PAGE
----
Obama administration human rights agenda outlined

[JURIST] US Secretary of State Hillary Clinton [official profile] on Monday announced [remarks; video] the Obama administration's human rights agenda, emphasizing human rights, democracy, and development. Speaking at Georgetown University just days after US President Barack Obama received the Nobel Peace Prize, Clinton said that "a commitment to human rights starts with universal standards and with holding everyone accountable to those standards, including ourselves." Clinton also said that the US must be "pragmatic and agile" in its approach without compromising its principles and that the administration would "support change driven by citizens and their communities." Clinton said the US must "widen [its] focus" and concluded by saying:


In the end, this isn't just about what we do; it is about who we are. And we cannot be the people we are – people who believe in human rights – if we opt out of this fight. Believing in human rights means committing ourselves to action, and when we sign up for the promise of rights that apply everywhere, to everyone, that rights will be able to protect and enable human dignity, we also sign up for the hard work of making that promise a reality.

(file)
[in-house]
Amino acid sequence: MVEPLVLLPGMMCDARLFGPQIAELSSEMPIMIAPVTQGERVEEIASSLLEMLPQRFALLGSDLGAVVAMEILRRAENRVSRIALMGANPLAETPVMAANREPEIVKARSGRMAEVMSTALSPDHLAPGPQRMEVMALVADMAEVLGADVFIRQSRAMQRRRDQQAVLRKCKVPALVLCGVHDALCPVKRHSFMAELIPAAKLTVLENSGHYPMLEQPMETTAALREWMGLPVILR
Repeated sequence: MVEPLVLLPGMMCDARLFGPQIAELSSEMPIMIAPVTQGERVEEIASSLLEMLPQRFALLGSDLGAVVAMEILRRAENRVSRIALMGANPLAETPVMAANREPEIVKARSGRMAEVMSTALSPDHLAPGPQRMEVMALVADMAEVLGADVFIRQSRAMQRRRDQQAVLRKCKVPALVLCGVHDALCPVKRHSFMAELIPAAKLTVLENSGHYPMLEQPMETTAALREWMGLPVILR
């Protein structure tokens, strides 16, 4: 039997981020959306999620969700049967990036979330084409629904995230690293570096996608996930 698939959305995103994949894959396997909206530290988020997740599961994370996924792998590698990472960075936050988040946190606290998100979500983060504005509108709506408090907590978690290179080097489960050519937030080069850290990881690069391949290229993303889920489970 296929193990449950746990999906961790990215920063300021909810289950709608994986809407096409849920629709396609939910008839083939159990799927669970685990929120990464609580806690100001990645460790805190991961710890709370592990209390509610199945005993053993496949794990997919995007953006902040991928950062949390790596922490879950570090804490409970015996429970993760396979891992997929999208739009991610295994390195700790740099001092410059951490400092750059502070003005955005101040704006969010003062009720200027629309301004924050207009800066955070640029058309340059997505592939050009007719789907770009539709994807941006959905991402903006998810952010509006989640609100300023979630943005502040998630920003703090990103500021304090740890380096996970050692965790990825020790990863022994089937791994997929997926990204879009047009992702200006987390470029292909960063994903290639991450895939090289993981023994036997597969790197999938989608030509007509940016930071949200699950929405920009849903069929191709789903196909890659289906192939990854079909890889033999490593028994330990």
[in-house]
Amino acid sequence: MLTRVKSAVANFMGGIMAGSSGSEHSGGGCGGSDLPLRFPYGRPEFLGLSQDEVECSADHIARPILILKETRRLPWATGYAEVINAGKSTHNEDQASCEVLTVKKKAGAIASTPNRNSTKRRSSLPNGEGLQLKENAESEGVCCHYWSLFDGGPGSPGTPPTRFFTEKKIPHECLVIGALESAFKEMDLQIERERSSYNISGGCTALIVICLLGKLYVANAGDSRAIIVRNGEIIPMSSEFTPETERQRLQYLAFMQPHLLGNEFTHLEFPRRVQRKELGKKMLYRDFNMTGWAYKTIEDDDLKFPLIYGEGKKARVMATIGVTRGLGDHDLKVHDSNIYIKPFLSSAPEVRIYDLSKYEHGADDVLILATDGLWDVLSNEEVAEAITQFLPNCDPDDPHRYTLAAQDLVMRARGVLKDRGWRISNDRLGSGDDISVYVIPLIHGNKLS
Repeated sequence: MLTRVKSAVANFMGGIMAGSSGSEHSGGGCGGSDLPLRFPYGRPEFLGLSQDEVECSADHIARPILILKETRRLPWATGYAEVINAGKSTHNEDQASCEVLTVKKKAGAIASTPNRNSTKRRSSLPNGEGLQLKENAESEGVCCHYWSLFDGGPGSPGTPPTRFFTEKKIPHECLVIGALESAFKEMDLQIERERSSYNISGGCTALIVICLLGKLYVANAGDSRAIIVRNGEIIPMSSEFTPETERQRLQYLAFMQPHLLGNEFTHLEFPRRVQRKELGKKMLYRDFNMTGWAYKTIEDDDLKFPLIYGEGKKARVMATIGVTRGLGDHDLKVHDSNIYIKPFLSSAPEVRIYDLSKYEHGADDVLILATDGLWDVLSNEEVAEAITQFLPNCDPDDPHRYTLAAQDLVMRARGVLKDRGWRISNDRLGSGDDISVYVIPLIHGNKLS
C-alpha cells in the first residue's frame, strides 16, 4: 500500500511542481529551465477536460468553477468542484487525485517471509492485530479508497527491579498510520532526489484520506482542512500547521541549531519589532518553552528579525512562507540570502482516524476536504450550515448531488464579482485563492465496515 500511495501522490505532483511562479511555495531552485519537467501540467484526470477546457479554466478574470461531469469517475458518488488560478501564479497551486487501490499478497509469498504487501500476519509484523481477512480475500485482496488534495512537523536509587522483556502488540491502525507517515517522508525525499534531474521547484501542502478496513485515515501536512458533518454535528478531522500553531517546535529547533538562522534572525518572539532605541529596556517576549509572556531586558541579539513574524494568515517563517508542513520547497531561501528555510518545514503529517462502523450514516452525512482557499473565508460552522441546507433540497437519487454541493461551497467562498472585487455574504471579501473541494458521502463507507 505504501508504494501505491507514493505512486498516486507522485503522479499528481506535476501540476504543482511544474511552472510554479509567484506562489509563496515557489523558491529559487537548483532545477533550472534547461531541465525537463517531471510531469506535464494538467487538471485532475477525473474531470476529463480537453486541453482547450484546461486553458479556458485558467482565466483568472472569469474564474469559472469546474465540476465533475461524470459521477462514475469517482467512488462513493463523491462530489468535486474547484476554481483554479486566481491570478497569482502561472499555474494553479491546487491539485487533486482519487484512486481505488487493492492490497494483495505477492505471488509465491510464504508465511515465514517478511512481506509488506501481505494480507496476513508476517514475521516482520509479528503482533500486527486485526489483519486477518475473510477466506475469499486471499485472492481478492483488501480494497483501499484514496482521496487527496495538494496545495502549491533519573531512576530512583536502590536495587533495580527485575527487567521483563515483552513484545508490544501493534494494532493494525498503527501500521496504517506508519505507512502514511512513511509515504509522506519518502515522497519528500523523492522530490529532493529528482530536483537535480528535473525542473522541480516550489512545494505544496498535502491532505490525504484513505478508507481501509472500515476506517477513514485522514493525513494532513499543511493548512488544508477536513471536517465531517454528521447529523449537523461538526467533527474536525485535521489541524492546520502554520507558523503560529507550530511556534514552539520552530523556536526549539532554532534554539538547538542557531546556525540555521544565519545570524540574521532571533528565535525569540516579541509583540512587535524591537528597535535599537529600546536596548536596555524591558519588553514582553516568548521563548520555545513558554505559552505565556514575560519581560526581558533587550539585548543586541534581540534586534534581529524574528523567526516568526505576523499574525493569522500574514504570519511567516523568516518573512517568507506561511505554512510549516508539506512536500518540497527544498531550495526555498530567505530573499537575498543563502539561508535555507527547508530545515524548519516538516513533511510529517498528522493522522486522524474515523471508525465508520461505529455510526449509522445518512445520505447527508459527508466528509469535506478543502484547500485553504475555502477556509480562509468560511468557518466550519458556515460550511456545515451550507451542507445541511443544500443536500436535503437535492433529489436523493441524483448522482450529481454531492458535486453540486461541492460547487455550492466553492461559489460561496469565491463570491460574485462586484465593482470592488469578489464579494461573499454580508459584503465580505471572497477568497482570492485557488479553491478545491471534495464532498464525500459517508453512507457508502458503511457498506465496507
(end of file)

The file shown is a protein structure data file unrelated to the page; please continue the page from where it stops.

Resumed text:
Clinton's speech came after the Obama administration has faced months of criticism for being too lenient on human rights violations.

In September, the US officially took its place [JURIST report] on the UN Human Rights Council [official website] for the first time. In an address [text] to the council, US Assistant Secretary for the Organization of International Affairs Esther Brimmer [official profile] discussed four themes the US sees as key to its role on the council: the universality of human rights, the importance of dialogue between countries, the application of fundamental principles of human rights, and the need for truth and honesty in confronting human rights violations. Brimmer acknowledged that the US had made mistakes regarding human rights in the past but noted the progress of the US in correcting those lapses. The US was among 18 countries elected [JURIST report] to the council in May. In April, the US State Department [official website] released [press release; JURIST report] its commitments and pledges to human rights in anticipation of May election. The US announced its intent to seek a seat on the council [JURIST report] in early April, hoping to affect more change by working from inside the council than by boycotting the effort. The UNHRC was created [JURIST report] in 2006 to replace the much-criticized Committee on Human Rights, at which time the Bush administration declined to seek a Council seat or participate in its proceedings due to a perceived anti-Israeli sentiment by the UNHRC.

 

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